Writer Ferdinand Sarmiento, who later became a friend of hers, interviewed her at length to write her biography titled Life of Pauline Cushman: The Celebrated Union Spy and Scout. 

The biography of Pauline Cushman was written in 1865 by Ferdinand Sarmiento using her notes and recollections. While many consider the book exaggerated, it's not much different than books written about others at the time or later. Like books written about Wild Bill, John Wesly Hardin, and Wyatt Earp, the book about Pauline Cushman has all sorts of exploits that are unprovable. 

But, unlike the exaggerated exploits of Wild Bill, John Wesly Hardin, and Wyatt Earp, the book about Pauline Cushman's exploits, and the nature of the secret work she was doing on behalf of the Union, can't help but make someone wonder if they were exaggerated. After all, it's one thing to make false claims that can be proven false, like Wild Bill's false claim about taking on a non-existent gang of outlaws, and Hardin's lie about how he out-drew a famous marshal, or like Wyatt Earp's many false claims, versus the tales of a Union Army spy who lacks corroboration simply as a matter of the nature of that profession. 

In the early 1870s, Pauline Cushman moved to San Francisco. In 1872, she married again. And again, her husband whose name is lost to history died. Then a few years later in 1877, she met and married Jere Fryer in Casa Grande, Arizona Territory. The marriage lasted almost 13 years before they separated in 1890. After that, she returned to San Francisco. As Pauline Cushman Fryer, she moved into a small, third-floor room in a boarding house at 1118 Market Street.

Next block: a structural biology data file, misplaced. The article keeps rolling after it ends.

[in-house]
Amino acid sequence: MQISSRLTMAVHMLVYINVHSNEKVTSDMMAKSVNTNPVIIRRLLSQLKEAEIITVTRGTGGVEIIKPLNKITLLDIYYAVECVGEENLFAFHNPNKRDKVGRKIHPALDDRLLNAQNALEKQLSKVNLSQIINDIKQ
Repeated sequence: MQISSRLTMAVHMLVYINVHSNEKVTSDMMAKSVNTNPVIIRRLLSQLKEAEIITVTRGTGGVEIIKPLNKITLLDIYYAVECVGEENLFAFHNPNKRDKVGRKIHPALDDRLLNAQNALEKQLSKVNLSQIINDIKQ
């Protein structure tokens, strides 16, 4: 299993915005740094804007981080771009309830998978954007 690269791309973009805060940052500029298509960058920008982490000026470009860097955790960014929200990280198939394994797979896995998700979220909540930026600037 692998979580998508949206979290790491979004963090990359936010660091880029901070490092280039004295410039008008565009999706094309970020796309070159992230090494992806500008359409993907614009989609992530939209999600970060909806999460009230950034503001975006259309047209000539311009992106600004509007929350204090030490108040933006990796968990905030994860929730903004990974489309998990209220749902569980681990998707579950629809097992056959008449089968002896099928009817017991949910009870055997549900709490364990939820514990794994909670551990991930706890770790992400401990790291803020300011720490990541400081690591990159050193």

She made a little cash by selling poetry and giving interviews to whoever wanted to listen. Her arthritis was so bad that most of that money that she made went toward buying painkillers. It was later reported that she didn't have enough money for food. In April 1893, after 30 years of petitioning the U.S. government, the government awarded Pauline Cashman with her first husband's small Army pension.